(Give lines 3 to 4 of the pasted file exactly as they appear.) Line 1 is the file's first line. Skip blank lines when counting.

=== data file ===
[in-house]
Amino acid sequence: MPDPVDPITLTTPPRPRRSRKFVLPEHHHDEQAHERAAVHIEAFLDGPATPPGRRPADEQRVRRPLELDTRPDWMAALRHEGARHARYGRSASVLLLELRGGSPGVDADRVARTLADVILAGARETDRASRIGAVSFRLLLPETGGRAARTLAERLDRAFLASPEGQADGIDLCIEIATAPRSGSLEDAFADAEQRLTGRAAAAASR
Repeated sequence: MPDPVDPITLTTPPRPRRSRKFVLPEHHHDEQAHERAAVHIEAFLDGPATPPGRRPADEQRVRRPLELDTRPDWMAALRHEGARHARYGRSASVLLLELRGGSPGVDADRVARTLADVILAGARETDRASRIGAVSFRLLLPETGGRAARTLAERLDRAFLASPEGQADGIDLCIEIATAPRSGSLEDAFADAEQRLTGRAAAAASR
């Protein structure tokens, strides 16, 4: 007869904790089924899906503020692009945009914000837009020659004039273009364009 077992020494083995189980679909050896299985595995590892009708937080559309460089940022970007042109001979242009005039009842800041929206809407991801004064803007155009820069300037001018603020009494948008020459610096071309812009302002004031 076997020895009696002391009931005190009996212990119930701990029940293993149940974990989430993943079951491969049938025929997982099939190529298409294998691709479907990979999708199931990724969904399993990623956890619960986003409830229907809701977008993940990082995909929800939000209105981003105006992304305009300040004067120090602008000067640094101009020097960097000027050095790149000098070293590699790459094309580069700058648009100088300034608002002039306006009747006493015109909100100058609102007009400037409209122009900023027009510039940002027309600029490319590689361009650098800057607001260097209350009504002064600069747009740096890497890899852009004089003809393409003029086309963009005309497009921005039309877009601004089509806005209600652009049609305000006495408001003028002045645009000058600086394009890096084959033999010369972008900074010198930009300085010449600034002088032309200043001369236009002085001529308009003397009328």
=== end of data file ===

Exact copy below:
Repeated sequence: MPDPVDPITLTTPPRPRRSRKFVLPEHHHDEQAHERAAVHIEAFLDGPATPPGRRPADEQRVRRPLELDTRPDWMAALRHEGARHARYGRSASVLLLELRGGSPGVDADRVARTLADVILAGARETDRASRIGAVSFRLLLPETGGRAARTLAERLDRAFLASPEGQADGIDLCIEIATAPRSGSLEDAFADAEQRLTGRAAAAASR
């Protein structure tokens, strides 16, 4: 007869904790089924899906503020692009945009914000837009020659004039273009364009 077992020494083995189980679909050896299985595995590892009708937080559309460089940022970007042109001979242009005039009842800041929206809407991801004064803007155009820069300037001018603020009494948008020459610096071309812009302002004031 076997020895009696002391009931005190009996212990119930701990029940293993149940974990989430993943079951491969049938025929997982099939190529298409294998691709479907990979999708199931990724969904399993990623956890619960986003409830229907809701977008993940990082995909929800939000209105981003105006992304305009300040004067120090602008000067640094101009020097960097000027050095790149000098070293590699790459094309580069700058648009100088300034608002002039306006009747006493015109909100100058609102007009400037409209122009900023027009510039940002027309600029490319590689361009650098800057607001260097209350009504002064600069747009740096890497890899852009004089003809393409003029086309963009005309497009921005039309877009601004089509806005209600652009049609305000006495408001003028002045645009000058600086394009890096084959033999010369972008900074010198930009300085010449600034002088032309200043001369236009002085001529308009003397009328």